According to TikTok, there is a telltale sign that reveals the younger age bracket of the person filming a video and it is called the “Gen Z shake.”
Last year, PetaPixel reported on how younger users on TikTok were ridiculing the way millennials take a brief pause before they start filming a video in order to make sure the camera is actually recording.
The split-second that millennials wait before they start talking in a video to intuitively circumvent recording delay became mockingly known as the “millennial pause.”
And it was a trait that was noticeably absent in footage filmed by Generation Z users on TikTok, who unlike millennials, are perfectly at ease with the video format.
However, it turns out that Zoomers have their own generational quirk when it comes to filming videos — a phenomenon known as “The Gen Z shake.”
@homegirlzay I figured out what’s genz equivalent of the millennial pause! ##millennialpause##genz##fyp ♬ original sound – homegirlzay
The term “Gen Z shake” was first coined by TikTok user @homegirlzay in January. It describes the way Gen Z users grab their phones and start filming a video before they’ve even placed the camera on a stable surface. As a result, the video shakes at the start.
“The Gen Z equivalent to the millennial pause is the shake and setting [the phone] down,” @homegirlzay explains.
In other words, while millennials wait a few moments too long to start filming, Gen Z users start recording videos a few seconds too early — before they have even set their phone down on a surface to film.
@hortonlane Replying to @erraticpeach ♬ original sound – Chrissy Horton
Like the millennial pause, the Gen Z shake reveals a lot about this younger demographic’s relationship with images and video.
The millennial pause is an unconscious act and a technical hangover from using older camera technology that did not start recording instantly. It speaks volumes about the millennial generation’s inherent discomfort with the video format.
However, writer Kate Lindsay points out that, unlike the unintentional millennial pause, the Gen Z shake is more of a performance by younger users to make their video appear spontaneous and authentic instead of planned out.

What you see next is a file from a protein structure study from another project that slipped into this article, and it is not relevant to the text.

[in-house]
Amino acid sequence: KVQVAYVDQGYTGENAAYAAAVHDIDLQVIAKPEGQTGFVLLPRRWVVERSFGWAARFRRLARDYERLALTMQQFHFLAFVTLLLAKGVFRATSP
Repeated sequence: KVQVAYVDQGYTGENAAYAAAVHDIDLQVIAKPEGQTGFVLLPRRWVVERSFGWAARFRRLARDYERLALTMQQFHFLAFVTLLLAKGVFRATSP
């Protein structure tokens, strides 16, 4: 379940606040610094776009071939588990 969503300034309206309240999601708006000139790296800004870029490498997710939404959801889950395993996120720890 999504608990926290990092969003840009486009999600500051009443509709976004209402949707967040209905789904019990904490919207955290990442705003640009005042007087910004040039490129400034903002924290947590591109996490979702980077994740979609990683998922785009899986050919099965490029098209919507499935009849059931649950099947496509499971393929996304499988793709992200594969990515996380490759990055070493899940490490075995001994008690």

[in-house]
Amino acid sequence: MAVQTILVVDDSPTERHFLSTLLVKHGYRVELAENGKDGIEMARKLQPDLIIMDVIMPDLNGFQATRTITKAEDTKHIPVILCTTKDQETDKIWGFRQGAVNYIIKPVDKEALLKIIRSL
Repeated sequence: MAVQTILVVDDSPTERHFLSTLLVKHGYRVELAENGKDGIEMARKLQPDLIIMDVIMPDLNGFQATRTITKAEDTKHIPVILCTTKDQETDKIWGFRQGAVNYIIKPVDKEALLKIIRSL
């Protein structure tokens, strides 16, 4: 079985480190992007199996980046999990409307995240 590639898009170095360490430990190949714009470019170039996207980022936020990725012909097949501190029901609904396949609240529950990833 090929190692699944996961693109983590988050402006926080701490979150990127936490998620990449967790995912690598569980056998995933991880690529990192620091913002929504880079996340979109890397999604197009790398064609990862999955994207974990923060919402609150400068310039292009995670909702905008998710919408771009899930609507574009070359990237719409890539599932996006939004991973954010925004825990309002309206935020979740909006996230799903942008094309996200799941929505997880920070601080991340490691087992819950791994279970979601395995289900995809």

Not only does it captures the viewer’s attention, but the Gen Z shake also gives a low-effort and candid appearance to a video — as though filming a video was an afterthought, or that they simply could not wait to share their thoughts.
In a similar vein, it is not uncommon to see Gen Z creators on TikTok begin recording a video right before they have finished eating some food, or as they are about to finish applying their makeup.
As Lindsay points out, like the Gen Z shake, all of these narrative devices signal to viewers that the Gen Z creator was caught “in media res” — that they had the grand idea of filming a video while they were busy in the middle of something else.
It is all a performance of authenticity by a generation who are acutely aware that they are being watched.
Of course, the Gen Z shake can also be linked to the many recent trends that have seen Generation Z rejecting the highly-edited, picture-perfect, thought-out visuals that they grew up seeing on Instagram from their millennial counterparts.
Younger people are drawn towards taking more seemingly authentic, imperfect, and candid visuals — which are in fact, no less curated that their predecessors.
However, content creator Coco Mocoe says that the Gen Z Shake should be interpreted more empathetically than that.
@cocomocoe If you like my tiktok, you’ll love my podcast 🎧❤️video cred: @homegirlzay // #genz #millennials ♬ original sound – Coco Mocoe
Mocoe points out that Gen Z grew up on the internet and are expected to be online whether they like it or not.
In a world where their lives have to be played out publically on the internet, Mocoe says that the Gen Z shake is their last ironic act of rebellion against this digital culture.